Recent controversies surrounding the state of BHS and Tata Steel’s pension schemes have raised discussion about what trustees should do to mitigate further damage in the event of a distress scenario. A panel at Workplace Pensions Live 2016 examined their options.

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The high-profile collapse of retailer BHS, whose pension scheme had a £571mn deficit and may result in some 20,000 members having their benefits cut, has shed light on the disastrous possibility of an outcome whereby schemes cannot afford to pay out benefits to all of their members.

According to Thursday’s first keynote panel speakers, when a corporate sponsor is in crisis, it is vital for all stakeholders involved to face up to the reality of the situation and communicate well with each other to prevent a scheme falling into even greater decline.

“People have got to not have their heads in the sand, I’m afraid,” said Malcolm Weir, head of restructuring and insolvency at the Pension Protection Fund (PPF). Asked about the dire situation facing BHS’s scheme, Weir said it was “no surprise to me at all it came our way”, confirming that the PPF had been in discussions with the sponsor for some time but that those “didn’t amount to decisions for various reasons”.

It is important for schemes and their sponsors to identify a problem once it starts to build up, and get all parties concerned to engage sensibly, as there are more options “at the top of the decline curve”, he added.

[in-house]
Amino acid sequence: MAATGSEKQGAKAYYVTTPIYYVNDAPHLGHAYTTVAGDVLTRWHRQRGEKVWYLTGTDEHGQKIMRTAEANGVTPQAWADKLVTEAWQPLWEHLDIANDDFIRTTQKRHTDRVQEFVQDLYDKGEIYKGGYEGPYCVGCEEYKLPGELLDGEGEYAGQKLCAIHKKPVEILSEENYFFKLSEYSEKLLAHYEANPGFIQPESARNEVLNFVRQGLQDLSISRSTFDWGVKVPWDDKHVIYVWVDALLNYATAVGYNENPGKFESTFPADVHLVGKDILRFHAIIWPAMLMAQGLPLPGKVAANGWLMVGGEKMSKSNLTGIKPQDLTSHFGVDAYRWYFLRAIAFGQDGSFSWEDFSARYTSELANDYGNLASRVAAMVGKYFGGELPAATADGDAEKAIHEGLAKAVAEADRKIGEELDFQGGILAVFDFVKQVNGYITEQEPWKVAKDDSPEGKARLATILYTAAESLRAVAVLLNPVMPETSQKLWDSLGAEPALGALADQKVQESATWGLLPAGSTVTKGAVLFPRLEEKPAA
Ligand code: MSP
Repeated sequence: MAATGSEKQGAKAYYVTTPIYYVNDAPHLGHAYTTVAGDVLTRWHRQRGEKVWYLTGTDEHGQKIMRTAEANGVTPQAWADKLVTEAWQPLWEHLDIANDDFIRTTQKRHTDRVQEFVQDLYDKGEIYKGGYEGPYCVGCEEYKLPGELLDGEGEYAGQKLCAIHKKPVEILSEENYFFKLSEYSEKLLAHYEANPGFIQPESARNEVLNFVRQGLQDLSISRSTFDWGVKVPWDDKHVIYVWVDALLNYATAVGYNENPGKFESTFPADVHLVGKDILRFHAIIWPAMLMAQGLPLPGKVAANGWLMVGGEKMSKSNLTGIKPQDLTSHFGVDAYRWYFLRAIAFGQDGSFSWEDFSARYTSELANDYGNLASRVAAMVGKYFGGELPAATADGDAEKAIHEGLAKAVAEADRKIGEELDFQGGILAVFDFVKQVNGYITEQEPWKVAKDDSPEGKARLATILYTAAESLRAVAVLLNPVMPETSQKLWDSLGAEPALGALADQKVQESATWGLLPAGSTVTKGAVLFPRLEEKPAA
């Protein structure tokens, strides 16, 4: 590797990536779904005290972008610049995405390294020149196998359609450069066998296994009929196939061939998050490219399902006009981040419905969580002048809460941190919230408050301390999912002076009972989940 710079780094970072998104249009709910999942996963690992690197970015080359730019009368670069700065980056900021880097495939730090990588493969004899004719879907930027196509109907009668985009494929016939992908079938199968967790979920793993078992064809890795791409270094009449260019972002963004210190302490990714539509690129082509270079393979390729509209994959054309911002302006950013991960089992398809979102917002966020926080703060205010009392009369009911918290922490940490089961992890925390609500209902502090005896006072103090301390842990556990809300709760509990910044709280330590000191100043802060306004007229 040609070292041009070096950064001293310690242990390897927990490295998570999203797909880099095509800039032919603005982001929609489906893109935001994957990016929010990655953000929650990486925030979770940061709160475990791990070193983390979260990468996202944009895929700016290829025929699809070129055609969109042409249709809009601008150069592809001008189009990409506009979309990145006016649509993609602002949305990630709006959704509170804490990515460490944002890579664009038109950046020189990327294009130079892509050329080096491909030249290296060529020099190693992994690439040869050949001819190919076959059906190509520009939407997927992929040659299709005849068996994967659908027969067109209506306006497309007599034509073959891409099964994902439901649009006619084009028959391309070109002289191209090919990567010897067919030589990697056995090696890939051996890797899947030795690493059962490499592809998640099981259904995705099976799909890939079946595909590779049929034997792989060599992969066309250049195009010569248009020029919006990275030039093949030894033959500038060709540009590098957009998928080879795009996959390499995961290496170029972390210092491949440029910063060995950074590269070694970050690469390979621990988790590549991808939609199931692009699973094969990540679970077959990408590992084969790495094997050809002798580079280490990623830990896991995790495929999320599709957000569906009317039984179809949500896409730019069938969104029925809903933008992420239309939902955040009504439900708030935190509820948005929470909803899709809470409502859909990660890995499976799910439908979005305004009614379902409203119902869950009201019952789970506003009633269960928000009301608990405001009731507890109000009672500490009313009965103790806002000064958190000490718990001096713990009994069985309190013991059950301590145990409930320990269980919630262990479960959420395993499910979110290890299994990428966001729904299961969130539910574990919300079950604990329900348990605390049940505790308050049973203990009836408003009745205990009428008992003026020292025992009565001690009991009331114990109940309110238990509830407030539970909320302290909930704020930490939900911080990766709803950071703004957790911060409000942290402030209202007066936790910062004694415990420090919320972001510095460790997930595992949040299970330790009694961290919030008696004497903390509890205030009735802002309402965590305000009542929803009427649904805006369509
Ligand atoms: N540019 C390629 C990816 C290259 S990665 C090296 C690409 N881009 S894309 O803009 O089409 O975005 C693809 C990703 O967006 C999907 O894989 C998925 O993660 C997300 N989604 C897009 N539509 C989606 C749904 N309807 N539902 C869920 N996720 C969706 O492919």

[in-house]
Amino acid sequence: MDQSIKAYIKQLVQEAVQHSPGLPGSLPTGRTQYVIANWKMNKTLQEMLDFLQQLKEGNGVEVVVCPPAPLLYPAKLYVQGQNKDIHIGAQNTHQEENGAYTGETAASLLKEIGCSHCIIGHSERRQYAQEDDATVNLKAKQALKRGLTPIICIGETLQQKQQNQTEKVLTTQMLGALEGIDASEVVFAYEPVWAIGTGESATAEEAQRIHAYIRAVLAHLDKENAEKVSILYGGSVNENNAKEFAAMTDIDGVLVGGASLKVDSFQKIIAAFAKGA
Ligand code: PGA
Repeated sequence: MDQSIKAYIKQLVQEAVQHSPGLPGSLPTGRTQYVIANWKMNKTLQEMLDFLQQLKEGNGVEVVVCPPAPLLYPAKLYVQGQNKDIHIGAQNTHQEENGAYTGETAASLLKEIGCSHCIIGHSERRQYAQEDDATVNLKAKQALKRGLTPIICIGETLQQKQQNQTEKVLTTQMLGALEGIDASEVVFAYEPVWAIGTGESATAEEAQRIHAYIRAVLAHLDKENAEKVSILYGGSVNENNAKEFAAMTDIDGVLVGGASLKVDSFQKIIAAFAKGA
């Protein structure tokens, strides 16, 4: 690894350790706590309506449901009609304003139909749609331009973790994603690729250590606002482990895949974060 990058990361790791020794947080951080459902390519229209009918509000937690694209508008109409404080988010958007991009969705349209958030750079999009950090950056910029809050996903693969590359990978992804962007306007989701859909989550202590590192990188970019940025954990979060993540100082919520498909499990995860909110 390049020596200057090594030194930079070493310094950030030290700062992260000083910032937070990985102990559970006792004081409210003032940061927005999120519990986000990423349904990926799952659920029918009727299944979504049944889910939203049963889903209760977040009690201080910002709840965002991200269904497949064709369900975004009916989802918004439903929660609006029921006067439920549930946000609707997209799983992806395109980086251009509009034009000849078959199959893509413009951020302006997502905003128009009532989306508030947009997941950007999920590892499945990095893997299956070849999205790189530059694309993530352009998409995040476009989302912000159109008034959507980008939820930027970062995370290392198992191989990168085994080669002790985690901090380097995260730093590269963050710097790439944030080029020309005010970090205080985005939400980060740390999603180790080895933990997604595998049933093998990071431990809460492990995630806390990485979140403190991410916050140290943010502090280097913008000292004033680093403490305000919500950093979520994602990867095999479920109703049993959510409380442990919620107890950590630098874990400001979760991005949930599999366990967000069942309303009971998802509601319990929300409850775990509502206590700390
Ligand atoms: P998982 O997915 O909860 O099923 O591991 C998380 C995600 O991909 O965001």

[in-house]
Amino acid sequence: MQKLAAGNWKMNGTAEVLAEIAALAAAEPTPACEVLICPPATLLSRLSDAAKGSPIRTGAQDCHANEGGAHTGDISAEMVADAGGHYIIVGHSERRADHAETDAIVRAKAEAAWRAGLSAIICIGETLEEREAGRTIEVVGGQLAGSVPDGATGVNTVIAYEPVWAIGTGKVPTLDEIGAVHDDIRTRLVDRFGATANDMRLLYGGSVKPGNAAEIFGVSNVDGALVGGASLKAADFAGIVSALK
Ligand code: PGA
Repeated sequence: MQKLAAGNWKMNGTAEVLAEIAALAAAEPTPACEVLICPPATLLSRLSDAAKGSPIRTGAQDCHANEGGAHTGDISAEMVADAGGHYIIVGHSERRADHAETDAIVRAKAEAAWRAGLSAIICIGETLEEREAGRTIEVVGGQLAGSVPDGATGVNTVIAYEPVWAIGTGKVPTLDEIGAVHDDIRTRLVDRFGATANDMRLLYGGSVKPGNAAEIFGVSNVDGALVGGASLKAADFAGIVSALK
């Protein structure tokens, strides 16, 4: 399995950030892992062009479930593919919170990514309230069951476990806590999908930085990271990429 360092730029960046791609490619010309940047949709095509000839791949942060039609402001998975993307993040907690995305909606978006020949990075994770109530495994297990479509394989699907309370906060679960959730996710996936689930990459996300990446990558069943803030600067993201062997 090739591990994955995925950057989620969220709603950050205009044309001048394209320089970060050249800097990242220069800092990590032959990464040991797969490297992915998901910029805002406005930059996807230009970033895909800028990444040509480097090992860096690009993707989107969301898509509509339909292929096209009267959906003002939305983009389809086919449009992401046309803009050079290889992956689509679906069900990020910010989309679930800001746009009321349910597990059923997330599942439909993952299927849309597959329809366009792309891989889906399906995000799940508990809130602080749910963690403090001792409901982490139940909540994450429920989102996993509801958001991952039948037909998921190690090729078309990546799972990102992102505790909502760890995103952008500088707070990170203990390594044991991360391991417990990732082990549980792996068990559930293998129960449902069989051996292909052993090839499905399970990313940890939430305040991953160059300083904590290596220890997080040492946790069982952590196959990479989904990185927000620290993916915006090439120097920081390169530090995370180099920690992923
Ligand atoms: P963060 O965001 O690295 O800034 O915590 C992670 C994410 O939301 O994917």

“Too often, apathy allows decline to happen”

Chris Martin, managing director at Independent Trustee Services, agreed, stating: “too often, apathy allows decline to happen.”

Martin, who was constrained on his ability to discuss events at BHS due to an ongoing select committee inquiry and a regulatory investigation into its problems, said that “BHS is exactly what we were are talking about on panel today” by highlighting the need for trustees to manage members’ expectations, to understand what sponsors can afford, and find a deliverable compromise.

Martin urged stakeholders facing a distress scenario to avoid a situation whereby trustees, advisers, the company board and shareholders alike end up in denial and allow the problem to get worse, rather than tackling it. He referred to this as having “collective heads in the sand”.

By escaping denial, trustees can start to get a handle on the length of the recovery plan, the strength of the employer covenant and get a sense of where the deficit is at, Martin said. He warned against running an investment strategy that attempts to bring a scheme out of deficit by relying on a belief that “it’s okay, markets will sort us out and things are great”.

This potential for denial herding echoed warnings by behavioural economist Paul Craven, who delivered in a keynote speech right before the panel, that in decision making, people tend to adopt a consensus rather than considering an alternative view.

Ashok Gupta, chair of the DB Taskforce at the Pensions and Lifetime Savings Association (PLSA), suggested that the way the role of trustees has been crafted relative to that of employers might be unhelpful for dealing with distress scenarios.

Citing the example of Tata Steel, he described an “invidious choice” that trustees are forced to make, with employees being made redundant in order to secure pension promises for baby boomers.

He said this is the type of situation that can result in conflict between employers and trustees, and that there is a need to think about other ways they can work together effectively.

Yesterday, it emerged that the UK government intends to ringfence Tata Steel’s pension fund and reduce its long-term liabilities by £2.5bn in order to make the firm a more appealing prospect for buyers. The fund has an estimated deficit of £485mn.